Beatrix Campbell is a writer, broadcaster and social commentator. Her new book is the End of Equality.
Kathy Gyngell is wrong. Her account of my interview with Jenni Murray about my new book is just wrong. She claims I said that men’s housework has risen only by a minute over three decades. Ludicrous, she said. Indeed. What I actually said was:
- The amount of housework contributed by men has increased by a rate of about one minute per day per year across three decades;
- The amount of child care performed by men – when they’re not cleaning the car or watching the football – has increased by about 10 minutes a day in the last three decades.
Gyngell wasn’t listening. I was trying to say that men’s contribution to housework and to care has increased palpably but pitifully little. Perhaps she is unfamiliar with the vast archive of research on everyday life contained in Time Use surveys that I’ve cited. Here is what international experts at Oxford University, in their research based on around half a million diaries from 20 countries since the 1960s, tell us:
Minutes spent daily on domestic work:
Men 90 minutes 148
Women 369 274
Men 105 173
Women 361 272
Men 125 173
Women 367 276
The Oxford experts note, however, that the pace of change is slowing – men’s contribution to housework shows signs of ‘levelling off or declining.’ We can infer, then, that across half a century, men’s contribution to housework has risen by about one hour – or a rate of a minute per day per year.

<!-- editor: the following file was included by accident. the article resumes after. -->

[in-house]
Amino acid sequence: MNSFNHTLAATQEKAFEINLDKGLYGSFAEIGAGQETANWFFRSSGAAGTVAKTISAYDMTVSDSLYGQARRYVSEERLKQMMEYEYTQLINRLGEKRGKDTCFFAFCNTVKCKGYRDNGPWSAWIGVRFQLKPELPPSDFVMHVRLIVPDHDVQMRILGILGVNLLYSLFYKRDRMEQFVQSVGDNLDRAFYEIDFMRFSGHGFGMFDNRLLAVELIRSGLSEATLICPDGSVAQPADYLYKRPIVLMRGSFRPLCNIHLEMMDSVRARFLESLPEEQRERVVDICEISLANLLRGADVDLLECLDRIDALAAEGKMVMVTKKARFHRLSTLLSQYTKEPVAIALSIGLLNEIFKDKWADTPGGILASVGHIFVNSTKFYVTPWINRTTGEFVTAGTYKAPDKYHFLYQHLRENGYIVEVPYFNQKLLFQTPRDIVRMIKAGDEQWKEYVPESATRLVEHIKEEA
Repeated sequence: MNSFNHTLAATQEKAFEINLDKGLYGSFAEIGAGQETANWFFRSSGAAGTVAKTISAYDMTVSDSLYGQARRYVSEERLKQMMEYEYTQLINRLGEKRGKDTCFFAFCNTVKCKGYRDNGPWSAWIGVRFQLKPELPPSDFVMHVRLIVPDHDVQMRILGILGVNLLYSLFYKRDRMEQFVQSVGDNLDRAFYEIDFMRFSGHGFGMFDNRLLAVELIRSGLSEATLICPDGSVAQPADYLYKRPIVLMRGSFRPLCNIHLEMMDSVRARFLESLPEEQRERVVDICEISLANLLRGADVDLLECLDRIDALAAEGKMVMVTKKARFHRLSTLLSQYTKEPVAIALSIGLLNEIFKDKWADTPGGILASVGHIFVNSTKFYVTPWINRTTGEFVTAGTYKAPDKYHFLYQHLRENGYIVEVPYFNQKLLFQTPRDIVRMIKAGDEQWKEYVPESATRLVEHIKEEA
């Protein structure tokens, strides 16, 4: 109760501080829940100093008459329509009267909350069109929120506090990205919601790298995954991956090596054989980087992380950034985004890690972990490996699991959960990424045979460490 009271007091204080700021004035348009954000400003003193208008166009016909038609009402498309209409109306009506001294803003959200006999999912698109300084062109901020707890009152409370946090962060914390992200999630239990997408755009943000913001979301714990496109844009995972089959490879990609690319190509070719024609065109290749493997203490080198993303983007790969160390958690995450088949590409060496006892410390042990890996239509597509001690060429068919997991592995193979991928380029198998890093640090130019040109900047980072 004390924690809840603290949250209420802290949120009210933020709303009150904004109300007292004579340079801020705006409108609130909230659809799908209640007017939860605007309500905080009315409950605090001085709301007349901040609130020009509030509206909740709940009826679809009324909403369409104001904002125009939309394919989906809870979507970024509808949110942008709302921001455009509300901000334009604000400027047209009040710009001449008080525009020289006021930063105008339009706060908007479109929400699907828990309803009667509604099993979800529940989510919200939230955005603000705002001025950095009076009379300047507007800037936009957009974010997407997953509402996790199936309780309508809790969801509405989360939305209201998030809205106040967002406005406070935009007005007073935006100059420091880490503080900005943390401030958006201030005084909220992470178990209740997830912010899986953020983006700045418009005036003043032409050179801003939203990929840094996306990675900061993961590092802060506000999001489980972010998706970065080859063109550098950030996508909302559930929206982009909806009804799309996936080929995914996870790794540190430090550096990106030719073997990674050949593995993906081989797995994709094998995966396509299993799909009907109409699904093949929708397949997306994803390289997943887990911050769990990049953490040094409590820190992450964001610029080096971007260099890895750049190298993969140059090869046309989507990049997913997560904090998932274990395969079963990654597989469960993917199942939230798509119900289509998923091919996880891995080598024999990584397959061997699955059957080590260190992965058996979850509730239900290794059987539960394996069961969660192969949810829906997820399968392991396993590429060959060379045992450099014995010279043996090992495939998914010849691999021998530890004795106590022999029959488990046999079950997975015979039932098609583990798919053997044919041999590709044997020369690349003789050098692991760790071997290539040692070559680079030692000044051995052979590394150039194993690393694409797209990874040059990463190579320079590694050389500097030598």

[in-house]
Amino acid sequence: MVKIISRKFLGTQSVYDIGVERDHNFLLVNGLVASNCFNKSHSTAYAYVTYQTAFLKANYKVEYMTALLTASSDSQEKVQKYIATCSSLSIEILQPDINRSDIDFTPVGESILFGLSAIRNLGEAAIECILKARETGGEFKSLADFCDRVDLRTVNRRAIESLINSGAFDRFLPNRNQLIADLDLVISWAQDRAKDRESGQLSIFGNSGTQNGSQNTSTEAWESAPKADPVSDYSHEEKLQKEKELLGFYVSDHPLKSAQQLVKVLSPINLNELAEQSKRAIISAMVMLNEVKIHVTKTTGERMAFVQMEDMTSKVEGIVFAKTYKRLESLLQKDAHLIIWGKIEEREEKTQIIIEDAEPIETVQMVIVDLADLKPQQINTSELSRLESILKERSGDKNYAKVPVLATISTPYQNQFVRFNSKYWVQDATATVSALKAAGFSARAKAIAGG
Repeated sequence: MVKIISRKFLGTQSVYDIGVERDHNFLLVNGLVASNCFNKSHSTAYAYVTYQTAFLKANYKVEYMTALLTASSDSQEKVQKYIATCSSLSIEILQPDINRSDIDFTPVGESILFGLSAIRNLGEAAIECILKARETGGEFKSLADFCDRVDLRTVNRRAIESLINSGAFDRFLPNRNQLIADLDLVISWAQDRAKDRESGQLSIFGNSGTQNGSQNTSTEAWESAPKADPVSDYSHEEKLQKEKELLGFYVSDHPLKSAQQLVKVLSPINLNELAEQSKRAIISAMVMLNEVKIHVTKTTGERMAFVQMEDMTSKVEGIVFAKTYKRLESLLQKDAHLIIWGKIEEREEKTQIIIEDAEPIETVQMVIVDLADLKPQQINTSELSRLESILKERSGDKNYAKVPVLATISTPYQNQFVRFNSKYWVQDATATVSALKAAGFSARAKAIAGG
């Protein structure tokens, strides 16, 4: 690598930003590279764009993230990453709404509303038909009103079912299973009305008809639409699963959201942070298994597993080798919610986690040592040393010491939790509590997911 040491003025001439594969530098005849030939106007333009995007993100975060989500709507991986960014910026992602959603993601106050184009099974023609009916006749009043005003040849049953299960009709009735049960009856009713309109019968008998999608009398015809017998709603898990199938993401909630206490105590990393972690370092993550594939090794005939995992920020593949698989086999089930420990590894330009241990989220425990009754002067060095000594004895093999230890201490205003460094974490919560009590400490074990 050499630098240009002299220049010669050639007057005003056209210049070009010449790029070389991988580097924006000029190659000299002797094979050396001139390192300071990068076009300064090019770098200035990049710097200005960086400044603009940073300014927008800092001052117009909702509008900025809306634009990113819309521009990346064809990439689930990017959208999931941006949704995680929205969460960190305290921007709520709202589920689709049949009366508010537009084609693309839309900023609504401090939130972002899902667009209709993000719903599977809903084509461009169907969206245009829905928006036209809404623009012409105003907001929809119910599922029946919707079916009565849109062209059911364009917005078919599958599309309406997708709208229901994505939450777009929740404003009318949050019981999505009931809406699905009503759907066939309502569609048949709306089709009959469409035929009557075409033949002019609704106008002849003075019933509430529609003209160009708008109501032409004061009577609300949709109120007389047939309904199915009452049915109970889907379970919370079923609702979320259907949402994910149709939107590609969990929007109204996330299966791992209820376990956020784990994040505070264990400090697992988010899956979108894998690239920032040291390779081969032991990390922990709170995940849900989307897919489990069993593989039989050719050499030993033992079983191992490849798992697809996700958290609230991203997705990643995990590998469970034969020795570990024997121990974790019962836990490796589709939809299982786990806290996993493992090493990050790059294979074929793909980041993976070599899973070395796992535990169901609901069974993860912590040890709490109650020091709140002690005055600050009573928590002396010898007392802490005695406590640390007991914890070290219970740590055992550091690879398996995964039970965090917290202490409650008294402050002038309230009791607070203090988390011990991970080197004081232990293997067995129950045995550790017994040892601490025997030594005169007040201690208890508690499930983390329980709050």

Time use research tells us what parents do and with whom. There has been some change, but not much; men spend ‘comparatively little time overall on routine domestic work, much less on child care, and concentrate their domestic time mainly on less routine types of chores, such as DIY.’
In other words, what men and women do in the home remains stiffly gendered. We might have expected that – it probably conforms to our shared common sense.
But the shock to our sensibilities comes with child care. We want to believe that men are no longer merely providers, visitors to the world of women and children, but participating parents; we believe that men and women these days expect to co-operate in the work of care.
The statistics tell a different story: men do more. But not much more.
Men and child care
UK US Norway
1970s: 10 11 13
2000s 17 23 22
Women and child care
UK US Norway
1970s 26 48 47
2000s 42 52 55
And, contrary to the myth rehearsed by Gyngell and others, that women have fled the hearth and abandoned their children to an empty fridge and the X-box, mothers’ contribution to child care has increased by more than men’s. As Jonathan Gershuny puts it, this is a way of not talking about the problem.
According to Time Use surveys, full-time employed mothers actually spend more time caring for and interacting with their children than in the purportedly golden era of patriarchal family life in the 1950s when mothers were supposed to stay at home and fathers were expected to provide rather than actually parent.
Now, of course, women provide as well as parent. Men do more, a little more, but even then the sexual division of labour remains robustly gendered: Time Use studies consistently show that women do the majority of the routine domestic work that mantains everyday life, whilst men do ‘masculine’ non-routine tasks.